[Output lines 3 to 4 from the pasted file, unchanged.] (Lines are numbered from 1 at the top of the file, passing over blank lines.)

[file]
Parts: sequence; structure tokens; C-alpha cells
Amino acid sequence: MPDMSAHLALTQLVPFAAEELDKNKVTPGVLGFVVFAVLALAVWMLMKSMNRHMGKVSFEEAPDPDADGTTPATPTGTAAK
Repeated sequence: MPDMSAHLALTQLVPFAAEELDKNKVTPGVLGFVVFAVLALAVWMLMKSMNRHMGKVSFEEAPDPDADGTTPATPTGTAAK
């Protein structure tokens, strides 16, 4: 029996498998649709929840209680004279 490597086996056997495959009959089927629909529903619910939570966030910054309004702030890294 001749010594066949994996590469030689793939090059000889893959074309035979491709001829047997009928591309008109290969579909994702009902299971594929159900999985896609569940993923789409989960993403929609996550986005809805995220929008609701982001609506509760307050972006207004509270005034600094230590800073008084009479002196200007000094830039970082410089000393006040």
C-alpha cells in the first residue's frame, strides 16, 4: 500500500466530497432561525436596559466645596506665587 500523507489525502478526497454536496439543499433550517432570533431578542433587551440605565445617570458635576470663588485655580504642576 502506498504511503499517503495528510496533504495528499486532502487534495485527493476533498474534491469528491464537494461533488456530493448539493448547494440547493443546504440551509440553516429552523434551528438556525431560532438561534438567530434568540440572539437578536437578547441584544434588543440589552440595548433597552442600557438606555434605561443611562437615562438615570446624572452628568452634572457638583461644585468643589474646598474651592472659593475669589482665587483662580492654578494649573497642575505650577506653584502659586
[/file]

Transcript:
Repeated sequence: MPDMSAHLALTQLVPFAAEELDKNKVTPGVLGFVVFAVLALAVWMLMKSMNRHMGKVSFEEAPDPDADGTTPATPTGTAAK
């Protein structure tokens, strides 16, 4: 029996498998649709929840209680004279 490597086996056997495959009959089927629909529903619910939570966030910054309004702030890294 001749010594066949994996590469030689793939090059000889893959074309035979491709001829047997009928591309008109290969579909994702009902299971594929159900999985896609569940993923789409989960993403929609996550986005809805995220929008609701982001609506509760307050972006207004509270005034600094230590800073008084009479002196200007000094830039970082410089000393006040």